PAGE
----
The Securities and Exchange Commission voted 4-1 to lift a decades-old ban that prevents hedge funds, private equity firms and other private investment managers from marketing their products to a wide audience.
Hedge funds are still allowed to sell securities only to an exclusive group of investors: those with a net worth of at least $1 million excluding their primary residence, or annual income of more than $200,000 (or over $300,000 with a spouse) in each of the two most recent years. About 7.4 per cent of U.S. households have a net worth of $1 million or more.
The change, which takes effect in about 60 days, was mandated by legislation enacted last year. The law also makes it easier for small startup companies to raise capital without having to comply immediately with SEC reporting rules.
Hedge funds are investment pools that use complex trades to seek big returns. They command trillions of dollars in assets. The ban on general advertising has been in effect since 1933, during the Great Depression.
Companies and funds must verify that investors meet the financial requirements for the investments. And the SEC adopted a rule that bars convicted felons and individuals sanctioned by federal or state securities and banking regulators from participating in offerings.
Investor advocates have expressed concern that allowing hedge funds and similar investments to advertise could increase the potential for fraud.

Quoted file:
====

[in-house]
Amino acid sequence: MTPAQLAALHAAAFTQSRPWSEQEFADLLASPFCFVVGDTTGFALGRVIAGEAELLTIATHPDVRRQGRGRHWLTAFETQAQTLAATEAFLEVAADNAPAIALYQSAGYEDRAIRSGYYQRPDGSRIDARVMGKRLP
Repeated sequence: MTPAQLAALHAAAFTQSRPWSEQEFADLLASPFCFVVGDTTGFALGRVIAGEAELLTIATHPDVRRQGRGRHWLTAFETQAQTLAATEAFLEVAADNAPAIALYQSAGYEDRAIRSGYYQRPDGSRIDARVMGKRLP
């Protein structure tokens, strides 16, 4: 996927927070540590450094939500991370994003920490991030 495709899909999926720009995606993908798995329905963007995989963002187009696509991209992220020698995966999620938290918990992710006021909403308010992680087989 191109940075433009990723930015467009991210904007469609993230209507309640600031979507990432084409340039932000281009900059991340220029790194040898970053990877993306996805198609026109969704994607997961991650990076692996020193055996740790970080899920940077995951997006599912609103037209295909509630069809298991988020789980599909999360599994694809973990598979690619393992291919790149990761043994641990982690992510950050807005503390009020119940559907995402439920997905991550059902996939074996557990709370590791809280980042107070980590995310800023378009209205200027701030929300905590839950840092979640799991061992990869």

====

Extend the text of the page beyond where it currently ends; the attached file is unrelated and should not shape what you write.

It "will make fraud easier by allowing fraudsters to cast a wider net for victims," Commissioner Luis Aguilar said at the meeting. He was the only commissioner to dissent.
To address the concerns, the SEC proposed to monitor the advertising and collect data on how it affects the market for private securities offerings.
On a 3-2 vote, the SEC advanced a separate rule that would require companies selling shares of hedge funds or other private investments to notify the agency 15 days before a sale and also after the sale is completed. Companies and funds also would have to provide detailed information about the types of investors who purchased the shares and how their financial qualifications were verified.
Republican Commissioners Troy Paredes and Daniel Gallagher voted against the proposal requiring advance notice of a sale and new information. The public has 60 days to comment on it. After that, the agency can take it up for a final vote.
The lifting of the advertising ban will weaken investor protections, said Sen. Carl Levin, D-Mich., who heads a Senate subcommittee that has investigated financial industry misconduct.
The SEC rule "puts essentially no effective limitations on the types or forms of advertising that can be used to promote high-risk investments, exposing unsuspecting investors to potentially misleading claims they will be unable to evaluate," Levin said in a statement.
An association representing state securities regulators also said it was disappointed that the SEC allowed advertising to proceed before installing investor safeguards.
The head of SecondMarket, a private stock exchange on which shares of privately held companies are traded, called the SEC's action "an important step forward in bringing today's regulations into the 21st century."
"After today, a much deeper, broader group of (qualified) investors will have the opportunity to hear about — and potentially invest in — private companies and funds," said SecondMarket CEO Barry Silbert.